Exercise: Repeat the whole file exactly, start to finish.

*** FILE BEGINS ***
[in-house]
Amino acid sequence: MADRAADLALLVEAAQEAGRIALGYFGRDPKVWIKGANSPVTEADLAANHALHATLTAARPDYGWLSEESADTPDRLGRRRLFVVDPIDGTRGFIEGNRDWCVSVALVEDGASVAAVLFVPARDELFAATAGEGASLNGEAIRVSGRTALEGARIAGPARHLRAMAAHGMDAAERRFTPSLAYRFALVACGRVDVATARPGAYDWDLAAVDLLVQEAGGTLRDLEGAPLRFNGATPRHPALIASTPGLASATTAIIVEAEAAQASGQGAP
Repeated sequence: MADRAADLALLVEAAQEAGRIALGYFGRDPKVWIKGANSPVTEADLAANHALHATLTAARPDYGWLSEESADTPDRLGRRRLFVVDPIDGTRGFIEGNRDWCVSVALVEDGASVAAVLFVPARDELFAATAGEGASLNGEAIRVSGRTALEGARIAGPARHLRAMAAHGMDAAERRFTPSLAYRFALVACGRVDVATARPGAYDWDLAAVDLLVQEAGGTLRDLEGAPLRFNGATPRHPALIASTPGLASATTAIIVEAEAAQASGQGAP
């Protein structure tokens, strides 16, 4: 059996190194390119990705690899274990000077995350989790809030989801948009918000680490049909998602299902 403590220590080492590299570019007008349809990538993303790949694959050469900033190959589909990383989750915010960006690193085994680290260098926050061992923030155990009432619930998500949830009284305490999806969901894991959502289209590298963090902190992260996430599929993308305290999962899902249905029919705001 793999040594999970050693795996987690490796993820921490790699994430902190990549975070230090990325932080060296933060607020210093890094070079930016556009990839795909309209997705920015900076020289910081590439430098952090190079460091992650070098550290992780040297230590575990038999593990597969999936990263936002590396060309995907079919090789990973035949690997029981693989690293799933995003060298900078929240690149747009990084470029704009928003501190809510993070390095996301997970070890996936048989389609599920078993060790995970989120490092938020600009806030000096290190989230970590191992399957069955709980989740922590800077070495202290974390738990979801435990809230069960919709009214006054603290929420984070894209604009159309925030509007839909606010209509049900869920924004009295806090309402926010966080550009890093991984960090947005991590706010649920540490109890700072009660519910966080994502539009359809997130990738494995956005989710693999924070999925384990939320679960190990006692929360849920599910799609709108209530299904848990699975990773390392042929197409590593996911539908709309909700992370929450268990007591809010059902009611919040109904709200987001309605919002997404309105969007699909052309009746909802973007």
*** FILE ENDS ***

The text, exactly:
[in-house]
Amino acid sequence: MADRAADLALLVEAAQEAGRIALGYFGRDPKVWIKGANSPVTEADLAANHALHATLTAARPDYGWLSEESADTPDRLGRRRLFVVDPIDGTRGFIEGNRDWCVSVALVEDGASVAAVLFVPARDELFAATAGEGASLNGEAIRVSGRTALEGARIAGPARHLRAMAAHGMDAAERRFTPSLAYRFALVACGRVDVATARPGAYDWDLAAVDLLVQEAGGTLRDLEGAPLRFNGATPRHPALIASTPGLASATTAIIVEAEAAQASGQGAP
Repeated sequence: MADRAADLALLVEAAQEAGRIALGYFGRDPKVWIKGANSPVTEADLAANHALHATLTAARPDYGWLSEESADTPDRLGRRRLFVVDPIDGTRGFIEGNRDWCVSVALVEDGASVAAVLFVPARDELFAATAGEGASLNGEAIRVSGRTALEGARIAGPARHLRAMAAHGMDAAERRFTPSLAYRFALVACGRVDVATARPGAYDWDLAAVDLLVQEAGGTLRDLEGAPLRFNGATPRHPALIASTPGLASATTAIIVEAEAAQASGQGAP
């Protein structure tokens, strides 16, 4: 059996190194390119990705690899274990000077995350989790809030989801948009918000680490049909998602299902 403590220590080492590299570019007008349809990538993303790949694959050469900033190959589909990383989750915010960006690193085994680290260098926050061992923030155990009432619930998500949830009284305490999806969901894991959502289209590298963090902190992260996430599929993308305290999962899902249905029919705001 793999040594999970050693795996987690490796993820921490790699994430902190990549975070230090990325932080060296933060607020210093890094070079930016556009990839795909309209997705920015900076020289910081590439430098952090190079460091992650070098550290992780040297230590575990038999593990597969999936990263936002590396060309995907079919090789990973035949690997029981693989690293799933995003060298900078929240690149747009990084470029704009928003501190809510993070390095996301997970070890996936048989389609599920078993060790995970989120490092938020600009806030000096290190989230970590191992399957069955709980989740922590800077070495202290974390738990979801435990809230069960919709009214006054603290929420984070894209604009159309925030509007839909606010209509049900869920924004009295806090309402926010966080550009890093991984960090947005991590706010649920540490109890700072009660519910966080994502539009359809997130990738494995956005989710693999924070999925384990939320679960190990006692929360849920599910799609709108209530299904848990699975990773390392042929197409590593996911539908709309909700992370929450268990007591809010059902009611919040109904709200987001309605919002997404309105969007699909052309009746909802973007």